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Most of the academics in my department are specialists with no back-up lecturers. If an academic leaves for whatever reason it is likely that a whole area of specialisation will be closed down. There aren’t enough well-qualified academics available for every institution to offer the same specialist qualifications. A student is not better than the teacher, but the student who has been fully trained will be like the teacher. Jesus Christ. Luke 6:40 (NCV) If we don’t have suitably qualified lecturers, we can’t produce the people/product that industry needs. Shortage of Funding We are competing for funding with other academic institutions and with other departments within our own institutions. Engineering education is expensive. Specialist programmes need specialist equipment and software. Most of this comes from overseas. I am sure you are all grappling with the effect that the falling Rand has had on this year’s budget. There is pressure on academic departments to generate their own funds – so called 3rd stream income. But overloaded academics cannot cope with the existing demands on their time. Student Challenges The CHE’s Higher Education Monitor No 6 of October 2007, which based its research on the 2000 and 2001 cohorts of first year students, highlighted a number of challenges: Shortage of Suitable Students Only 5% of the 1.6 million learners who entered Grade 1 in 1995 obtained a Senior Certificate endorsement (the statutory requirement for degree study) in 2006. The report does not state how many of these did well in Mathematics and Science, the key engineering subjects. Institutions offering engineering education compete for relatively few students. Underprepared Students The report quoted a Trends in International Mathematics and Science Study in 2003. South Africa came last in grade 8 Science and Mathematics out of 50 countries including five other African countries). It also quoted findings showing that the standard for Senior Certificate English Higher Grade 2nd language has dropped. English is used as a vehicle for learning at most tertiary institutions. Poor Throughput Only 5% of Engineering students graduated in the minimum 3 years of study for the National Diploma. Only 15% had graduated after 5 years. High Drop-Out Rate If 15% graduated after 5 years, what happened to the rest? Another 12% were still registered. Assuming all of those students did eventually graduate, it still means that 73% dropped out. Most of these dropped out within the first year. One of the main conclusions of the report was that the situation at school level is not going to improve in the short term and that therefore the higher education sector will have to take on the responsibility of accepting and training underprepared students and ensuring that the majority graduate without compromising qualification standards. How do we address the above challenges? At least part of the solution lies in …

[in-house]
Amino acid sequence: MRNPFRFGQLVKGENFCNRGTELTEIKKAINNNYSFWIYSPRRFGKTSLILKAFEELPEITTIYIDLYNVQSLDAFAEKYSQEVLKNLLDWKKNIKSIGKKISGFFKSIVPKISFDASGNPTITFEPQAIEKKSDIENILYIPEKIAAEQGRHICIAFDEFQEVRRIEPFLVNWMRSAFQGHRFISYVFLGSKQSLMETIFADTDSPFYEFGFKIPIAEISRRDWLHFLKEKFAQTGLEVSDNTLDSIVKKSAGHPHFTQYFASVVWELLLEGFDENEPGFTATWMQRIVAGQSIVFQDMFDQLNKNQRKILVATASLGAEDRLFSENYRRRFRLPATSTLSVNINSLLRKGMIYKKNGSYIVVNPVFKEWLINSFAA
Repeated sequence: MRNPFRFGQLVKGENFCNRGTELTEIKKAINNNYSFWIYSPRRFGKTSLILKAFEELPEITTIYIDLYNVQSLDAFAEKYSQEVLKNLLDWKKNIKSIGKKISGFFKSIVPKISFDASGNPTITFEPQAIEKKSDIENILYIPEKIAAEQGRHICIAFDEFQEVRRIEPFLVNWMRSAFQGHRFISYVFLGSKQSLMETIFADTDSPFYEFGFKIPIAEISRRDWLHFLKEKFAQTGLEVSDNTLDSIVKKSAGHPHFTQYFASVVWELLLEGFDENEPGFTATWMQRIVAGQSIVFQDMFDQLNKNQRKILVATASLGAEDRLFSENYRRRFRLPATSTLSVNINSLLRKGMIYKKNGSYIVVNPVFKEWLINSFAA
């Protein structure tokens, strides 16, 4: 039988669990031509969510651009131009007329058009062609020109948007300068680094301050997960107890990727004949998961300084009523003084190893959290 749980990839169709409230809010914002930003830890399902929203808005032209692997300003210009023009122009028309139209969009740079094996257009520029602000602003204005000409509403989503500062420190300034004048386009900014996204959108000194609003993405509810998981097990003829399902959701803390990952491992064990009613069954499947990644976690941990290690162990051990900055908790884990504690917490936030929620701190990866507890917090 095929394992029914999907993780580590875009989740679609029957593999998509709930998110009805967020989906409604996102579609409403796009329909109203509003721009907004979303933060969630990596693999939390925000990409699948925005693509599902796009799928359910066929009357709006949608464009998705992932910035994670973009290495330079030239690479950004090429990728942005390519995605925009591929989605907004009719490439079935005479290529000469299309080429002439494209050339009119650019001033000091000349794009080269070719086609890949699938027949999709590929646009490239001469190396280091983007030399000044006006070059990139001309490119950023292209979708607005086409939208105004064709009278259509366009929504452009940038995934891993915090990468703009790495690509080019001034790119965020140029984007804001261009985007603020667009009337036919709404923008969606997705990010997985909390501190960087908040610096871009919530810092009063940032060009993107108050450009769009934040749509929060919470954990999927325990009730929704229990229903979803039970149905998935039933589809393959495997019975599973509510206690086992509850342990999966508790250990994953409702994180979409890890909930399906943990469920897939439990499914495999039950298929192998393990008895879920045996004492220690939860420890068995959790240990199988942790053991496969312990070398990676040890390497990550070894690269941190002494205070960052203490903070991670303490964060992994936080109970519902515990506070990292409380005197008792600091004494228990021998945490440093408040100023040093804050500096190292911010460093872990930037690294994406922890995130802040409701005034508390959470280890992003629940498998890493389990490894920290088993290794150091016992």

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Cooperative Education
   Cooperation between the Department of Education and the Department of Labour. Cooperation between Academic Institutions and Industry Cooperation between Provider Institutions.  Offering different levels of engineering qualifications  Offering similar qualifications, but in different niche areas